“I had an idea after the game or when I came out of the game that something wasn’t right,” Hardy said. “Then, obviously with the X-ray, there was something they wanted to see closer. They kind of gave me a little heads-up that something could be wrong.”
Hardy missed 48 games last year and had two stints on the disabled list with a left shoulder and groin injuries.
“After I fouled the ball off my foot, I didn’t think too much of it,” Hardy said. “I mean it hurt, but it wasn’t terrible. I jogged to first base and kind of felt the same thing, nothing terrible. Then when I got out in the field and the more I moved around, the worse it was getting instead of loosening up or going away. So, I knew it was something.”
While he’s missed time, Hardy has never had a broken bone before. He’s not sure whether he’ll stay with the Orioles or rehab in Sarasota.
“It’s definitely frustrating,” Hardy said. “I’ve been feeling as good as I can remember. I mean I don’t know the last time that I’ve felt this good. It’s definitely frustrating. I am just going to try and get back as soon as possible.”
Paul George came close to getting the Indiana Pacers out of the first round, but they didn’t have enough to get past the Toronto Raptors in Game 7. Still, it was a bounce-back season to elite status for him as he led them to 45 wins after missing the postseason a year ago.
Indiana has a few free agents worth a look for the Wizards, who will go into the offseason with as many as nine spots open.
The Wizards' goals are to get younger, more explosive and identify a few two-way players in the process to improve their 21st scoring defense. Adding players indiscriminately isn't an option because of the salary cap. The big fish (meaning, big-name free agents) will get signed first. Assuming the Wizards land one, even if it's not named Kevin Durant, they'll construct the roster with the remaining money with as many as eight other spots open. More than likely they'll retain 2-4 of their own free agents which will cut that number of open slots from 5-7.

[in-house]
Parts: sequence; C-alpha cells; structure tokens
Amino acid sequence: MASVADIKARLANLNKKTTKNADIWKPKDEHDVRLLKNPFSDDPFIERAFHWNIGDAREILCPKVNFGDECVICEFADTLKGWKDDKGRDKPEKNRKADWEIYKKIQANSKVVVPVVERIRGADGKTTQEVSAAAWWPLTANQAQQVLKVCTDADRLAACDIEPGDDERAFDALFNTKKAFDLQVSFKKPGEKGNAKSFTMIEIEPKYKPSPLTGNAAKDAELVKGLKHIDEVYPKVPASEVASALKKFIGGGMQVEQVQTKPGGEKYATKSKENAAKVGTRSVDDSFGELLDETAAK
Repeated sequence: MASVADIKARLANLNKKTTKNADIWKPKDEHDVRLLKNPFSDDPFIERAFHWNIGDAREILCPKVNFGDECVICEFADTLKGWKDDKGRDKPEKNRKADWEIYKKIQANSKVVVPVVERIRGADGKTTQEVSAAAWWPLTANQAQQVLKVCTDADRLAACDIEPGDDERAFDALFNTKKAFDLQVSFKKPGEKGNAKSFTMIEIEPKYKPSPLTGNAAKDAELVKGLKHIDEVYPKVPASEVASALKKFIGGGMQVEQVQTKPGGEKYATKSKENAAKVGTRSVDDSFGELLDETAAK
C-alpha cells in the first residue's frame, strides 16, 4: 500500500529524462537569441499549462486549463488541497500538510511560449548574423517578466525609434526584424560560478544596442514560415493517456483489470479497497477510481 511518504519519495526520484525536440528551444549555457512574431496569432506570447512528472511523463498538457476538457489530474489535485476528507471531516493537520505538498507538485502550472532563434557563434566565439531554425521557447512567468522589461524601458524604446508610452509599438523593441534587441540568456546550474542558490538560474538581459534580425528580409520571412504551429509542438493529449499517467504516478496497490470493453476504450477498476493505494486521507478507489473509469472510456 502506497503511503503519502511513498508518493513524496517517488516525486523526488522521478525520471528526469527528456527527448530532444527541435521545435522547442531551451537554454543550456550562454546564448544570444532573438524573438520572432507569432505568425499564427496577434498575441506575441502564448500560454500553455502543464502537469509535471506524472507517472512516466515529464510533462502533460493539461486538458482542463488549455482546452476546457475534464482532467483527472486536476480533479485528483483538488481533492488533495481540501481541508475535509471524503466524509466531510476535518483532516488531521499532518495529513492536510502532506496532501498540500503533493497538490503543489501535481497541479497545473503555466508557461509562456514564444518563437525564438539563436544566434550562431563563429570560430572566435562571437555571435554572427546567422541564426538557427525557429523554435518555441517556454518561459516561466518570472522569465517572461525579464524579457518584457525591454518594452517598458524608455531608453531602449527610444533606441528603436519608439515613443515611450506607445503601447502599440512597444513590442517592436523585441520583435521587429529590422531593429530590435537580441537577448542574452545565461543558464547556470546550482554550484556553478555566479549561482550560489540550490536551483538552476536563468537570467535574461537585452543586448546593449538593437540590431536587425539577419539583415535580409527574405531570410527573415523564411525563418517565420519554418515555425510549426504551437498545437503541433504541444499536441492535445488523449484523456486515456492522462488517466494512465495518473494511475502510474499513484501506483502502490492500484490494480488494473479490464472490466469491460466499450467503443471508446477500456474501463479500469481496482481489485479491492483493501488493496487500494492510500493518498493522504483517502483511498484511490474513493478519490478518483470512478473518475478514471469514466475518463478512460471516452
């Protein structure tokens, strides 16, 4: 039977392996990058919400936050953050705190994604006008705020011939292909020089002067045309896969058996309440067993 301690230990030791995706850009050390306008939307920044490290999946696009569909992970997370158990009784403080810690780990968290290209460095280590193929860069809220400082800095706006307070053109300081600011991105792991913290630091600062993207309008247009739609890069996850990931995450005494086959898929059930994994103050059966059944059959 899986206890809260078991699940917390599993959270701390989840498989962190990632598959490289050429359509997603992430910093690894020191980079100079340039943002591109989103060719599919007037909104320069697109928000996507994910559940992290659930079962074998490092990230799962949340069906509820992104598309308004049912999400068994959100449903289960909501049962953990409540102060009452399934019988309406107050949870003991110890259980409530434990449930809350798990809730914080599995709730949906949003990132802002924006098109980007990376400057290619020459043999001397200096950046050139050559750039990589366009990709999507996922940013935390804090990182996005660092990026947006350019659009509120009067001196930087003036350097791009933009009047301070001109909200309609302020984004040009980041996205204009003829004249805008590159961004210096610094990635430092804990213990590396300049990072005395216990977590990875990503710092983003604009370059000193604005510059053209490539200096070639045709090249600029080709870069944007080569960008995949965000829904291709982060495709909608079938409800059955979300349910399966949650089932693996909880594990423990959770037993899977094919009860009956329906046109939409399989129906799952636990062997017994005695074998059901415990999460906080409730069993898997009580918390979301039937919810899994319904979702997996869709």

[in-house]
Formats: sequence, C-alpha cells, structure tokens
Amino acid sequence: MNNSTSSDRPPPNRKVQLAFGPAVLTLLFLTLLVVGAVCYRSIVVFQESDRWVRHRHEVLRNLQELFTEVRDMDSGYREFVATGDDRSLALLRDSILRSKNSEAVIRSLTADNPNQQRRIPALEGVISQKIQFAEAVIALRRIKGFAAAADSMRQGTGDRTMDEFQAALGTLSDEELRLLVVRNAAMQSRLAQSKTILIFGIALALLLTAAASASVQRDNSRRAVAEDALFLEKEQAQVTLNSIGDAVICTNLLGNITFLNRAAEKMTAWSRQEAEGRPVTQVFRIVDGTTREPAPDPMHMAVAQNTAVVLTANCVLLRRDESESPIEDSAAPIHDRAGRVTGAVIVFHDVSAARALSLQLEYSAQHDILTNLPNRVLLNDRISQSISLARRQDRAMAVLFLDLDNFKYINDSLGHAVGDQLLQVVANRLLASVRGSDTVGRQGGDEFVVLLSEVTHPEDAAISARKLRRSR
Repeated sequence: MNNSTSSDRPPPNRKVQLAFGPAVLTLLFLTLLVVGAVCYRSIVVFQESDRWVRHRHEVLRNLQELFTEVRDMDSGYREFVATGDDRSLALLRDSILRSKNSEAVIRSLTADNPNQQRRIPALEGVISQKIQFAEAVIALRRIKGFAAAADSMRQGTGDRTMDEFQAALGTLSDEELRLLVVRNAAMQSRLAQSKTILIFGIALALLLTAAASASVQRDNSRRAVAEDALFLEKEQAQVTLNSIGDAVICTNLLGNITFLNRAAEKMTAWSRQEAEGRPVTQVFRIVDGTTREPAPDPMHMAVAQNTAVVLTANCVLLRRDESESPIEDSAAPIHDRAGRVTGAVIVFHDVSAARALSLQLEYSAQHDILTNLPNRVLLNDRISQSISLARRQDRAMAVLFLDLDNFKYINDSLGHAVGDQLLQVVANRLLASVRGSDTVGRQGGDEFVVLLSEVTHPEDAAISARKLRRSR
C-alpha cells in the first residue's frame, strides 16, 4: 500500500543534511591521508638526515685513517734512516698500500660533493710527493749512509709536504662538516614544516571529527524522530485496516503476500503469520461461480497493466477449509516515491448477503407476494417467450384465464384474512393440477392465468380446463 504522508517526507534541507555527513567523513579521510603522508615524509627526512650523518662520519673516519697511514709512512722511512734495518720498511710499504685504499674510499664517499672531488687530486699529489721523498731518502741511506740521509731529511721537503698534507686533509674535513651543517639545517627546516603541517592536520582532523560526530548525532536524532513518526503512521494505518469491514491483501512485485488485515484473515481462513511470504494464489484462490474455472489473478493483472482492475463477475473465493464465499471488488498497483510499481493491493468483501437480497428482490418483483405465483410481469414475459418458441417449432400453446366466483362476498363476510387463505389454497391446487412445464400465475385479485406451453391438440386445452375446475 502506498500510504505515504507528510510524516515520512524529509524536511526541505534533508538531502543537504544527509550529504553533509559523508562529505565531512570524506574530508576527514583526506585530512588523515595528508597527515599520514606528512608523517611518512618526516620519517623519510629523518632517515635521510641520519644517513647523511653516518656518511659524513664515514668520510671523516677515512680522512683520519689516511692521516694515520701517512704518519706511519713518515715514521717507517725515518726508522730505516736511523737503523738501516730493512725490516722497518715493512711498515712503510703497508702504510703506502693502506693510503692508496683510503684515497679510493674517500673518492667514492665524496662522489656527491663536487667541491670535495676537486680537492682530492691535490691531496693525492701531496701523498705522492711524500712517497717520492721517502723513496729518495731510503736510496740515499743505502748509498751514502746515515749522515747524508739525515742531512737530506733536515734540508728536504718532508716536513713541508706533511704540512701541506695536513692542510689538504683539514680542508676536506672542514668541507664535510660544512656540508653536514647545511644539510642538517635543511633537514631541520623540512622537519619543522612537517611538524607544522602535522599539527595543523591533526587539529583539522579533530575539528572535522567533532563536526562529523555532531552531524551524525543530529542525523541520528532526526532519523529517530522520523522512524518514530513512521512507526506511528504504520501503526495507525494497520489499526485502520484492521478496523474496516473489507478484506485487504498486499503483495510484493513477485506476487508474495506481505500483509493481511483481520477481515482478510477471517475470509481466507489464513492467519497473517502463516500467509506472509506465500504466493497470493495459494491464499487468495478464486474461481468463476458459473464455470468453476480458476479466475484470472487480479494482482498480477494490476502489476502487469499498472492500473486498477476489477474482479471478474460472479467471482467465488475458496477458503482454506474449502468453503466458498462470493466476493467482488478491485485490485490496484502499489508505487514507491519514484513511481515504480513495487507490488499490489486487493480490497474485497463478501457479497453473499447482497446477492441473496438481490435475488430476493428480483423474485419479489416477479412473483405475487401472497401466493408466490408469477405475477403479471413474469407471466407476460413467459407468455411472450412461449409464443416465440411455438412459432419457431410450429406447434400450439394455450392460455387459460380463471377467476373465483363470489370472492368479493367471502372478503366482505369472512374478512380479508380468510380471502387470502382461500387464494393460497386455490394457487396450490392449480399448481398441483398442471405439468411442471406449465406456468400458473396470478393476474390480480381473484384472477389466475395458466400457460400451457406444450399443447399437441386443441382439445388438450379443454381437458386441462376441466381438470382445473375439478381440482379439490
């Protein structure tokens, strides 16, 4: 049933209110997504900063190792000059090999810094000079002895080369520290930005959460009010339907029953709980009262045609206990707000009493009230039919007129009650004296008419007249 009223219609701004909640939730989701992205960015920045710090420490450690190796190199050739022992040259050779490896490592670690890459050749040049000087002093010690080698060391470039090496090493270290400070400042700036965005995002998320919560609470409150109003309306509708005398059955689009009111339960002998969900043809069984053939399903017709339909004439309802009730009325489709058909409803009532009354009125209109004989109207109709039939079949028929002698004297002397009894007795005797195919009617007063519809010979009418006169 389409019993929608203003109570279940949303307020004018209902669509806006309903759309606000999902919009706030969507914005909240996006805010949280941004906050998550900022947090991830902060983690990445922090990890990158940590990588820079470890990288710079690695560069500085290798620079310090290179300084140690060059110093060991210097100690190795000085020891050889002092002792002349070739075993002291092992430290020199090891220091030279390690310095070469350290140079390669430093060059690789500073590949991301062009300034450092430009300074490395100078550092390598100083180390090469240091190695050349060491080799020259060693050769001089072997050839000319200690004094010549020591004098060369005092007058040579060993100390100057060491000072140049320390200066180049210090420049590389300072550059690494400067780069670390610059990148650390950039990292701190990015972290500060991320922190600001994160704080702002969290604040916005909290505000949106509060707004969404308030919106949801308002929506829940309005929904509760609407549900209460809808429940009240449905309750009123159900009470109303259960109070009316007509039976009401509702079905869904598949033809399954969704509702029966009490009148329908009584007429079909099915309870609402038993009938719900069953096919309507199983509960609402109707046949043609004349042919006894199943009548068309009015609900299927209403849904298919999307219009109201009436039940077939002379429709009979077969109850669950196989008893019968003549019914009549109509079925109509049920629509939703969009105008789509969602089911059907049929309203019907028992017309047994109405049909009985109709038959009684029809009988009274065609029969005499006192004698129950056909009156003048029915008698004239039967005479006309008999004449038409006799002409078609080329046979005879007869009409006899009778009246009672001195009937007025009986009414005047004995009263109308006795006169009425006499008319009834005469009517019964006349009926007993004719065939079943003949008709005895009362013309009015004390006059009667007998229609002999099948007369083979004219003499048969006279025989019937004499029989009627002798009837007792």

They'll need a solid backup for Marcin Gortat at center, a true scorer behind Bradley Beal and a backup point guard for John Wall.
These are Indiana’s free agents, in order of best fit:
Solomon Hill: Look at the Pacers at the end of games, and this 6-7 forward who earned just $1.4 million is on the floor because of his improving three-point shooting ability and defense. When they needed someone to slow down Beal in the second half of their last meeting with the Wizards this season, they went with Hill and it worked. He’s unrestricted and has surprising athleticism. His numbers are modest (4.2 points, 32.4% three-point shooting) which should translate into him being more affordable. The key with Hill is upside. He’s a solid rotation player at 25.
Jordan Hill: A career backup center, Hill gets his production (8.8 points, 6.2 rebounds) through hustle and can be a spot starter in a pinch. He made $4 million and is unrestricted and won’t command too high of a pricetag.
Ian Mahinmi: In his first year as a starter, the 6-11 center played well enough to get a raise above $4 million and is unrestricted. Mahinmi, 29, probably will want a chance to continue starting rather than returning to a backup role (9.3 points, 7.1 rebounds).
Ty Lawson: At one time a starting quality point guard, he’s now relegated to a backup role and is unrestricted. If he can regain his form, he’d be a steal but there’s no indication that’s going to happen soon. Lawson made $12.4 million this season and won’t come anywhere close to that in the open market. Shoots in the low 40s from the field and low 30s from three-point range, not a good enough of an upgrade behind Wall.